Auguste Rodin (1840 - 1917)

L’éternel printemps

Eternal Springtime
    Bronze with brown patina, not numbered
  • Cast by Barbedienne, Paris, 1902
66 × 83 × 42 cm
Signatures and Inscriptions
First reduction, incised with signature ΄Rodin΄ (on the back, behind the man), incised ΄F. BARBEDIENNE Fondeur΄ (on the back, behind the woman’s feet), number given by the caster inside: 55592 / 1550

Cast authorized by Rodin

Unknown art dealer, Paris

Anonymous sale, Sotheby’s,

New York, 13 November 1997, lot 515

Private collection, since 1997


Andros, Museum of Contemporary Art, Basil and Elise Goulandris Foundation, Classics of Modern Art, 27 June - 19 September 1999, pp. 52-53, ill. p. 53


Georges Grappe, Le Musée Rodin, Henri Laurens, Paris, 1934

Cécile Goldscheider, Rodin, Arted, Paris, 1967

John L. Tancock, The Sculpture of Auguste Rodin: The Collection of the Rodin Museum in Philadelphia, Museum of Art, Philadelphia, and David Godine, Boston, 1976

Albert Edward Elsen, In Rodin’s Studio: A Photographic Record of Sculpture in the Making, Phaidon, Oxford and Cornell University Press, Ithaca, New York, 1980

Alain Beausire, Quand Rodin exposait, Musée Rodin, Paris, 1988

Antoinette le Normand-Romain, Le Baiser de Rodin, Musée Rodin, Paris, 1995

Current location
Basil & Elise Goulandris Foundation, Athens
Floor 1st
Tour Guide Code
Audio Guide

During his long career, counting nearly sixty years, Auguste Rodin rarely carried out sculptures representing a couple in love. His few attempts, however, were so remarkable that they are still today unanimously recognized as part of his masterpieces.

Among them, the artist had a fondness for the Eternal Springtime, an integral part of the colossal and long-lasting work Gates of Hell, inspired by Dante’s Inferno, which was never completed but gave way to a large amount of significant works. In the Eternal Springtime this literary reference is just a pretext, a starting point after all. As the modelling was progressing, Rodin moved away from it. Everything was made lighter, hazier, looser: the embrace is passionate, the gestures are wide, the bodies are captured in postures that are more reminiscent of a dance rather than a first kiss.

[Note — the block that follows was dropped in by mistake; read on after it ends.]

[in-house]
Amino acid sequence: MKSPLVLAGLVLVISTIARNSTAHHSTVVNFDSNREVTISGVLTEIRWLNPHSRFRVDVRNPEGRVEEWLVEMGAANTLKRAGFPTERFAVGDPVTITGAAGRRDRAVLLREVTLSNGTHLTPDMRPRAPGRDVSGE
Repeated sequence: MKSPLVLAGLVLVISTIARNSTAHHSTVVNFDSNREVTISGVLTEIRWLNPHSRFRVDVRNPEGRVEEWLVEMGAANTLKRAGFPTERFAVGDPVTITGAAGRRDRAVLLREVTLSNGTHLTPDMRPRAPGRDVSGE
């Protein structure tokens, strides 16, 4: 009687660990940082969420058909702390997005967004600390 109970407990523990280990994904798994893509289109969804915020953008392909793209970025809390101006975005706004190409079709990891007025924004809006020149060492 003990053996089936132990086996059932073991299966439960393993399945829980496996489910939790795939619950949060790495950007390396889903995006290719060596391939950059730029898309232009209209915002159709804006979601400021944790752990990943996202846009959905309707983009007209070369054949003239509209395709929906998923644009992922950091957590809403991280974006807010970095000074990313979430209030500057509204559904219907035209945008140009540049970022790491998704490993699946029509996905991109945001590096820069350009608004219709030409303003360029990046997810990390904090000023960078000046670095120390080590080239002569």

Camille Claudel’s influence on Rodin and his work is undeniable. At that time Claudel was an apprentice at his studio and later on she turned out to be his partner and lover. The Eternal Springtime can be deemed as Rodin’s tribute to his love for Claudel. In this magnified view, he made sure that he had shaded what separated him from his young mistress: their age gap of 24 years disappeared and their respective egos did not fight anymore. Although he conceived the man’s figure wrapping around the woman in a protective embrace, he also ensured that it is in no way diminished by this ascendancy. On the contrary, her position makes her more wilful, more involved in abandonment than all the other lovers sculpted by Rodin. The lovers, standing this time, are seized by the same rush isolating them from the rest of the world. In these two works, the couple appears united, certainly captured by a passion exceeding them but claiming the right to enjoy, if only for a moment, this union. Ironically, the Eternal Springtime had a tremendous success only in 1898, shortly after the separation between Rodin and Claudel.

The copy presented here is part of a set casted in 1902. It is a sculpture corresponding to the second stage of production, namely the first reduction of the work. Its difference compared to the original plaster is due to the fact that it was modelled from the first marble version that Rodin executed. Unable to reproduce the man’s raised arm in stone, the artist eventually placed it on a pedestal reminding rocks. This trick seemed to please him since it was the one immortalized in all versions carried out that year.



Auguste Rodin
(1840 - 1917)
First Name
Last Name
Paris, France, 1840
Meudon, France, 1917